There's just no contest. I'm sure this is why the World RX license is easier to attain and why they won't mind being mixed up with other disciplines in the games.

If Codemasters decided to negociate a license to base a game out of it, WRC is where the sales will be.

EDIT:
Let me say one more thing about WRX: it's a young championship and there are major regulation changes coming in 2020, changes with the potential to drive audience away. A long term investment on WRX may not be a good idea.

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Yeah I don’t understand why we haven’t thad the full WRX circuits roster on DR & D4, maybe they couldn’t commit as much development time to it? The WRX promotors must have been pretty annoyed with that outcome though.

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I think Codemasters has attended most of the events with their rig set up. It would make sense to have the full calendar,

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So this would grow a possibility where the WRC license should be handed to its fittest and safest hands which is Codemasters.. The WRC license seems to have ended with BigBen and KT because they are now working on V-Rally 4.. We should not also ignore the realism impact that DR and D4 had on a lot of casual players and rally fans.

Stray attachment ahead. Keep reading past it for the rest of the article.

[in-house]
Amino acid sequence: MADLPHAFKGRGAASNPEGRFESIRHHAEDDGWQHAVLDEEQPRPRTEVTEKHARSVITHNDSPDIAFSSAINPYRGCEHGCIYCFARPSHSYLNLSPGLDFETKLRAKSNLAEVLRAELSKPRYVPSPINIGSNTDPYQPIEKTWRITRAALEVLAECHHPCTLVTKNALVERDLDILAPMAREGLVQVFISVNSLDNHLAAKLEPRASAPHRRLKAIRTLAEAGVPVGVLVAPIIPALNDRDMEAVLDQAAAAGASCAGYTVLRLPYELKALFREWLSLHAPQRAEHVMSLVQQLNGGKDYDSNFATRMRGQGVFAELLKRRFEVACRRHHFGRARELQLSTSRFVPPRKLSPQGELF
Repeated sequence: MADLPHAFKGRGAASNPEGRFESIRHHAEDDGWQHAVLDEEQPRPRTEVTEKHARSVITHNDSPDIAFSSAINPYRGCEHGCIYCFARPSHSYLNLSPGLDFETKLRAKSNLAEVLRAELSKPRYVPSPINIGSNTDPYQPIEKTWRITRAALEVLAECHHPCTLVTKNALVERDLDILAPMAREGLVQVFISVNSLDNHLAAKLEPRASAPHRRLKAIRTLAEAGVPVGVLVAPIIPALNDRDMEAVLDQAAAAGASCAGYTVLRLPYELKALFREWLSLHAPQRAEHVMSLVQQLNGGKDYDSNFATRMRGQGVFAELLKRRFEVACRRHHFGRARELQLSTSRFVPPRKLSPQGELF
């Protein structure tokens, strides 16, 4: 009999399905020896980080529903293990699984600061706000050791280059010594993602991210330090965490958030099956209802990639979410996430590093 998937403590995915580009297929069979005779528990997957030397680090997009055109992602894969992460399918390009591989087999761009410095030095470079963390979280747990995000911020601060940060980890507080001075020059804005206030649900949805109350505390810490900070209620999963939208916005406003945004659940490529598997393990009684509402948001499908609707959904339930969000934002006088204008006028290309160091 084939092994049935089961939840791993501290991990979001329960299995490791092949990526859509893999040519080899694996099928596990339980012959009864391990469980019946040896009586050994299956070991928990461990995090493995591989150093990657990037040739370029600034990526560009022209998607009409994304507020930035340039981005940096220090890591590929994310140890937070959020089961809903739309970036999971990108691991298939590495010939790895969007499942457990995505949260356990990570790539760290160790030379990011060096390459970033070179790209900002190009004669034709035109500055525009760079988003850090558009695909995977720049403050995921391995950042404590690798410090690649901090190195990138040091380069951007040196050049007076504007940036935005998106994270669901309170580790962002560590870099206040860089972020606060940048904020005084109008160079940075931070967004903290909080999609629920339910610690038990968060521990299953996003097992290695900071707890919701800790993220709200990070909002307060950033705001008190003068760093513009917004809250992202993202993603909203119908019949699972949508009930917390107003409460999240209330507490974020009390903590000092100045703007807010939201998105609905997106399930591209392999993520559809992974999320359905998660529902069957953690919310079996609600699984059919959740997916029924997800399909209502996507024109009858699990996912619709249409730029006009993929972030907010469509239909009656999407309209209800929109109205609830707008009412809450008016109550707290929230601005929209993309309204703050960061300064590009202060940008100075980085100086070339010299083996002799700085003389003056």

I am pretty hopeful CM has a lot to show with WRC license as they did with F1 supposedly.

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The decision for the DiRT team should be simple. They developed two games, DiRT Rally and DiRT 4, each with a different approach to what DiRT should be.

DiRT Rally was a laser-focused rally title, with real stages, replicated one-to-one and a learning curve that was both demanding and unforgiving. It also had other disciplines but they were just a sprinkle over the rally content.

DiRT 4 was a multi-discipline game with a more casual approach and a lot more content variety, particularly rallycross, in terms of other disciplines.

DiRT Rally is regarded as one of the best games the company has ever made and still pulls mostly positive reviews to this day. DiRT 4 struggles to shake off a mixed impression.

These facts should tell Codemasters two things:
1 - Players prefer a focused title.
2 - When given the choice, the preferred discipline, of the majority, is rally.

What license would allow Codemasters to deliver the razor-focused rally experience with up-to-date content? WRC. It's a serious investment but, if the past has made them learn anything, it's the one with the highest return potential.

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The decision for the DiRT team should be simple. They developed two games, DiRT Rally and DiRT 4, each with a different approach to what DiRT should be.